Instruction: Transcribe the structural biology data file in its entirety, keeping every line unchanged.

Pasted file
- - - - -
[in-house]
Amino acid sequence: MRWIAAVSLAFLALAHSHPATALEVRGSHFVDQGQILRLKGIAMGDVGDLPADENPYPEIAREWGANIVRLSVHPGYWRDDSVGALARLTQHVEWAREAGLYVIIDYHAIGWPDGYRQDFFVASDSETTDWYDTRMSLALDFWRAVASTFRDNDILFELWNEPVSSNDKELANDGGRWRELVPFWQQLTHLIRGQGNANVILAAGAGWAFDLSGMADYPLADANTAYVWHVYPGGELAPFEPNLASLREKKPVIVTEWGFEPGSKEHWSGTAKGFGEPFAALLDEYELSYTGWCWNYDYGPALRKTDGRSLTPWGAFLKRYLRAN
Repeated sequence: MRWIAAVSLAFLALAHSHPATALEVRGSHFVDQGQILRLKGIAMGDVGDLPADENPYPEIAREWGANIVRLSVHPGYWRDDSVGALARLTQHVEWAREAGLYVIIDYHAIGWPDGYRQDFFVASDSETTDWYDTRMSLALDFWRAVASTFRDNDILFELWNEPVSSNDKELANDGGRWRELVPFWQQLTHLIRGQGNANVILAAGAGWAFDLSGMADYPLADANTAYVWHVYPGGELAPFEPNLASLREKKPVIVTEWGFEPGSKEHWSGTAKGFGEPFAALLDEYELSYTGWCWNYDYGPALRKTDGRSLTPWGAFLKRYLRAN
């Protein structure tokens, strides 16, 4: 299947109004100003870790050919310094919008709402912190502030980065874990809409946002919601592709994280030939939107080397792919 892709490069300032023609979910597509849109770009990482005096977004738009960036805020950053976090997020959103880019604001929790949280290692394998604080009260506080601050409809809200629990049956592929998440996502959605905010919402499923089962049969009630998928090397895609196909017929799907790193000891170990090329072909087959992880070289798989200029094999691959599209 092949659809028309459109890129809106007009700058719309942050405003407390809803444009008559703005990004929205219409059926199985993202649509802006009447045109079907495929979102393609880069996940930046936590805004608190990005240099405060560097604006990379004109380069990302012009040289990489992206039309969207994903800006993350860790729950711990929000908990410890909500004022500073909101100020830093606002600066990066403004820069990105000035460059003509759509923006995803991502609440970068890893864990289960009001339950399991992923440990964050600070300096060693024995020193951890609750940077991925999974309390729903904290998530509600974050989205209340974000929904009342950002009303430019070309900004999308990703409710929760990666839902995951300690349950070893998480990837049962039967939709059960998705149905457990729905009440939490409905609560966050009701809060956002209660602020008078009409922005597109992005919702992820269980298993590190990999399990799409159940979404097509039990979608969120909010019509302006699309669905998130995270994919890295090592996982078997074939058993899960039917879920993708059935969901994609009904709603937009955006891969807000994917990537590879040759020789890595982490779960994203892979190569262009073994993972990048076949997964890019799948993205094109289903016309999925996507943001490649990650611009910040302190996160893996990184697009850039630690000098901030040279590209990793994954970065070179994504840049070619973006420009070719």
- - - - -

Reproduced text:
[in-house]
Amino acid sequence: MRWIAAVSLAFLALAHSHPATALEVRGSHFVDQGQILRLKGIAMGDVGDLPADENPYPEIAREWGANIVRLSVHPGYWRDDSVGALARLTQHVEWAREAGLYVIIDYHAIGWPDGYRQDFFVASDSETTDWYDTRMSLALDFWRAVASTFRDNDILFELWNEPVSSNDKELANDGGRWRELVPFWQQLTHLIRGQGNANVILAAGAGWAFDLSGMADYPLADANTAYVWHVYPGGELAPFEPNLASLREKKPVIVTEWGFEPGSKEHWSGTAKGFGEPFAALLDEYELSYTGWCWNYDYGPALRKTDGRSLTPWGAFLKRYLRAN
Repeated sequence: MRWIAAVSLAFLALAHSHPATALEVRGSHFVDQGQILRLKGIAMGDVGDLPADENPYPEIAREWGANIVRLSVHPGYWRDDSVGALARLTQHVEWAREAGLYVIIDYHAIGWPDGYRQDFFVASDSETTDWYDTRMSLALDFWRAVASTFRDNDILFELWNEPVSSNDKELANDGGRWRELVPFWQQLTHLIRGQGNANVILAAGAGWAFDLSGMADYPLADANTAYVWHVYPGGELAPFEPNLASLREKKPVIVTEWGFEPGSKEHWSGTAKGFGEPFAALLDEYELSYTGWCWNYDYGPALRKTDGRSLTPWGAFLKRYLRAN
């Protein structure tokens, strides 16, 4: 299947109004100003870790050919310094919008709402912190502030980065874990809409946002919601592709994280030939939107080397792919 892709490069300032023609979910597509849109770009990482005096977004738009960036805020950053976090997020959103880019604001929790949280290692394998604080009260506080601050409809809200629990049956592929998440996502959605905010919402499923089962049969009630998928090397895609196909017929799907790193000891170990090329072909087959992880070289798989200029094999691959599209 092949659809028309459109890129809106007009700058719309942050405003407390809803444009008559703005990004929205219409059926199985993202649509802006009447045109079907495929979102393609880069996940930046936590805004608190990005240099405060560097604006990379004109380069990302012009040289990489992206039309969207994903800006993350860790729950711990929000908990410890909500004022500073909101100020830093606002600066990066403004820069990105000035460059003509759509923006995803991502609440970068890893864990289960009001339950399991992923440990964050600070300096060693024995020193951890609750940077991925999974309390729903904290998530509600974050989205209340974000929904009342950002009303430019070309900004999308990703409710929760990666839902995951300690349950070893998480990837049962039967939709059960998705149905457990729905009440939490409905609560966050009701809060956002209660602020008078009409922005597109992005919702992820269980298993590190990999399990799409159940979404097509039990979608969120909010019509302006699309669905998130995270994919890295090592996982078997074939058993899960039917879920993708059935969901994609009904709603937009955006891969807000994917990537590879040759020789890595982490779960994203892979190569262009073994993972990048076949997964890019799948993205094109289903016309999925996507943001490649990650611009910040302190996160893996990184697009850039630690000098901030040279590209990793994954970065070179994504840049070619973006420009070719």